To My Nieces


    1983 November 2:  Dear Bettie,  Got your birthday card and loved it.  Thank you.  I don’t know why, but I had several cards this year.  Guess my friends think 78 is getting to be pretty old.  Anyway, I stood them all up in a cluster, and they were very attractive.  I don’t think I’ll be around at 90!

    I had a real good time at Lawton.  I wrote Janice about my getting off.  I will try to keep the subject on how I spent the last few hours with my sister Dean, then I will tell Nea about my trip home from Lawton, and my first night at Mulberry.  In that way each of you will know the entire story.

Mama’s Watch?

    On Wednesday morning, my sister Wanda let it be known that she had in the past few years, which were several years, I guess, been very indignant with me, because of what I had done to her.  Dean heard all this.  I asked her what I had done, and she said I had made her give me our mother’s gold watch, which Dad had given to her at the time of their marriage.  He told her he couldn’t afford a ring and a watch, but he would buy which ever one she wanted.  She preferred the watch, so he bought her one, and she was wearing it in a family photograph.  After our mother’s death, Wanda asked for the watch, and Dad gave it to her, she said.  When I found out she had it, years later, I demanded that she give it to me, she says.  She says I said it was Mrs. Hall’s watch, and that I wanted it.  She says she gave it to me because I had always intimidated her.  She said she had made up her mind now to have the watch, which Dad had given to her.  I was stunned.  Dean didn’t say a word.  I told her, first of all, that I couldn’t imagine being that selfish and greedy.  I have Mama’s trunk, her wedding dress, and many, many other items I found in the trunk, and I have always felt guilty that I have so many of Mama’s things, but that Dad had on several occasions tried to give me the trunk, and I wouldn’t take it, then one day when he said, “Gladys, you really should take your mother’s trunk before something happens to it,” I took it that day.  I also told her I didn’t remember one single thing about the watch.  I said I couldn’t see how it could have been Mrs. Hall’s watch, because, as far as I knew, Mrs. Hall had never had a watch.  I was so puzzled that I called Lelia when I got home, and she said her mother had never had a watch.  This has not worried me one bit, because I know I never had the watch unless—it was in the trunk when Dad gave it to me, and Wanda either saw it, and didn’t ask me for it, or tell me that Dad had said she could have it, and I didn’t know it, so I could have given it to Dean.  Wanda had Mama’s sewing machine and Dean had nothing.  I could have given it to Dean if I ever had the watch.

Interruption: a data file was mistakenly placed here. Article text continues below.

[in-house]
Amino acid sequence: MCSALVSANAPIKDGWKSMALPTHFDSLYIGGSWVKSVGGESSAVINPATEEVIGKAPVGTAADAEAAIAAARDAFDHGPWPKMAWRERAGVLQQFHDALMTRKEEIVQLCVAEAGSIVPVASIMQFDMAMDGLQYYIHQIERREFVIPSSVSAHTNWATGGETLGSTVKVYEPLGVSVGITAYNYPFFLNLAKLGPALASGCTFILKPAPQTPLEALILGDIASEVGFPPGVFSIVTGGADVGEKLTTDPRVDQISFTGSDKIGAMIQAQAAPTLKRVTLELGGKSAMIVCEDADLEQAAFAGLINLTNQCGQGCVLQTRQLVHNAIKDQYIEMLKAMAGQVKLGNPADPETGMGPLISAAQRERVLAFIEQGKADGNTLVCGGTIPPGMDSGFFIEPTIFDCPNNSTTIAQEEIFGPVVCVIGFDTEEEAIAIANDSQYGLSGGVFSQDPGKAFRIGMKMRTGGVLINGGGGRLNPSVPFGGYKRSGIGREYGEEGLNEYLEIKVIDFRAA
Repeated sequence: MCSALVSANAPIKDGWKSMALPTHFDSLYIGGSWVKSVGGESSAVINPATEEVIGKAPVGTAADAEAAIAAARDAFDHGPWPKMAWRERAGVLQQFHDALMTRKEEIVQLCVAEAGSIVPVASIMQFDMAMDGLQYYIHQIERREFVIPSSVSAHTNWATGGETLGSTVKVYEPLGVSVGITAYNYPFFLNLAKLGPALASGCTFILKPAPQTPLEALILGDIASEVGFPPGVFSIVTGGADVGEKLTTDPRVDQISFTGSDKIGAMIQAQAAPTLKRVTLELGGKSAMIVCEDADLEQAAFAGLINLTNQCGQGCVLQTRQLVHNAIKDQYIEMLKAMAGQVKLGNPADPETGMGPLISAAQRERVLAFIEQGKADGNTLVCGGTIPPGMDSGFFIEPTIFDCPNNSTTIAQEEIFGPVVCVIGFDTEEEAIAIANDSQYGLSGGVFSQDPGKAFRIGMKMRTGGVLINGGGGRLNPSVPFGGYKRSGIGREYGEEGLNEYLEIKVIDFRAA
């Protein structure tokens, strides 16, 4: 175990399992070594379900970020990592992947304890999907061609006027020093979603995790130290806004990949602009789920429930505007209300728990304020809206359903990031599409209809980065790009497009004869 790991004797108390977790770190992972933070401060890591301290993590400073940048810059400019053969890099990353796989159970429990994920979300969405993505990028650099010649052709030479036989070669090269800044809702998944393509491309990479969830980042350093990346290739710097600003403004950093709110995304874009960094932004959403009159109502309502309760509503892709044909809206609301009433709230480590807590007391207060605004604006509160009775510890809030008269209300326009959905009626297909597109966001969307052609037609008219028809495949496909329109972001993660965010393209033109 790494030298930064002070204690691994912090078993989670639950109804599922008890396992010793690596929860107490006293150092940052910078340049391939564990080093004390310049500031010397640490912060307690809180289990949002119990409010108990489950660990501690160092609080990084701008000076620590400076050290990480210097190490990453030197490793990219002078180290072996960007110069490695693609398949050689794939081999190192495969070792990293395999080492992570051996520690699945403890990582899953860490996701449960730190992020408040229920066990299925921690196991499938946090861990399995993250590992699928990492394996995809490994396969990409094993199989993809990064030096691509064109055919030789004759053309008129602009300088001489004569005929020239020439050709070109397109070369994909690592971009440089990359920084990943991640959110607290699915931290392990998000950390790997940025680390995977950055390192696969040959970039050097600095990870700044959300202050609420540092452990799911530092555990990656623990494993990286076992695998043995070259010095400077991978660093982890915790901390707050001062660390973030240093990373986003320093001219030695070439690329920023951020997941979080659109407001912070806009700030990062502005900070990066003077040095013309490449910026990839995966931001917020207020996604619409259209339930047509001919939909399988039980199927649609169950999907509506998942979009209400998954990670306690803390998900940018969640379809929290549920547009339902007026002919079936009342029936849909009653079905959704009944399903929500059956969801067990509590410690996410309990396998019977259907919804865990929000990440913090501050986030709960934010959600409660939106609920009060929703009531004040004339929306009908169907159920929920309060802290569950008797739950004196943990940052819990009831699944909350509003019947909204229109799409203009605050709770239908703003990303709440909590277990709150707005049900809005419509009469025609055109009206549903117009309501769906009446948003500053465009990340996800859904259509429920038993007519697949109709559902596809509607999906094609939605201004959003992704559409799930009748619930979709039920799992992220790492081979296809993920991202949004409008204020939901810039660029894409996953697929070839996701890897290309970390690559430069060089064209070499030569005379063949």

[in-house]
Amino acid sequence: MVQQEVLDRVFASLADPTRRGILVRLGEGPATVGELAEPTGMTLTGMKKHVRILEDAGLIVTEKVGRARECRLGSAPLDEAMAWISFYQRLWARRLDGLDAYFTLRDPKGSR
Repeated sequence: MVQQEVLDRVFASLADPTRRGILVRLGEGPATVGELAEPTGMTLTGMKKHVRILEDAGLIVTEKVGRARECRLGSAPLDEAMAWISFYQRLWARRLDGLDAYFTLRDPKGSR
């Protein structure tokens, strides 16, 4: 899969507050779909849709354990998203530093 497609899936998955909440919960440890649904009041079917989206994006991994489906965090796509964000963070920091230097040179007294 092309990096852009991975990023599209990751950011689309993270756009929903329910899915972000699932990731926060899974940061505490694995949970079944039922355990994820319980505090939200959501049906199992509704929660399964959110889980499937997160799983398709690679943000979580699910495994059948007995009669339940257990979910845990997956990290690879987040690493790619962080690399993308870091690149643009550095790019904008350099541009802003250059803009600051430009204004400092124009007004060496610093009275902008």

November 2:  (to Janice)  On the way to uptown Lawton, I said to Dean:  “I don’t want to upset Wanda, or to say she has this story all mixed up, but I want to say to you that I have no memory of the things Wanda said to me.  If I ever had Mama’s watch, it must have come out of the trunk.  I can’t believe I would have asked her for the watch, especially since I had no desire to possess the watch, and certainly, I never, ever heard about Mrs. Hall having a watch.  Dean never said a word.  Of course, she was driving, and also, she doesn’t talk much.  She is a woman of few words.  I have, at various points in the past, wished I could run across Clayton’s watch, but it would have been a man’s watch, and I don’t believe I have ever seen his watch.  At my age, I try to control my tongue and never press the point, because things do pass out of my mind, never again to be remembered.  This means I do forget, so I have learned not to be too positive, because I am an old woman, and I can’t remember too well.

Sisters Dean and Wanda (right) and Dilly

    The trip to the bank box in Lawton went fast, and soon Dean and I were gazing down at a beautifully carved woman’s watch, which we both believed was our mother’s.  Back home, we found Wanda still in her room, packing and preparing for our long ride to Mulberry.  Dilly, Dean’s husband, was resting on his hospital bed in the den.  Dean very quietly approached his bed to reveal the watch, and said in a soft whisper, “This is Mama’s watch.  I’m going to give it to Wanda.”  Dilly raised up on his elbow, took one hard look at the watch, then blurted out, loudly and clearly, “That’s my mother’s watch!”  Dean immediately said, softly, “No, it isn’t.  This is my mother’s watch.”  So she shut him up fast, but she didn’t convince him.  He blurted out again, “That’s Mother’s watch.”  Dean said, “No, it isn’t.”  He still grumbled, and Dean said, “Well, Rowena is coming soon.  I’ll ask her.  She will know.”  Yes, if Dilly had their mother’s watch, she would know.  The subject was closed, and the small, heavily carved watch was again within the folds of a soft white tissue.  I turned aside, completely confused.  Dean went off to present the watch to Wanda.  I was absent from this scene.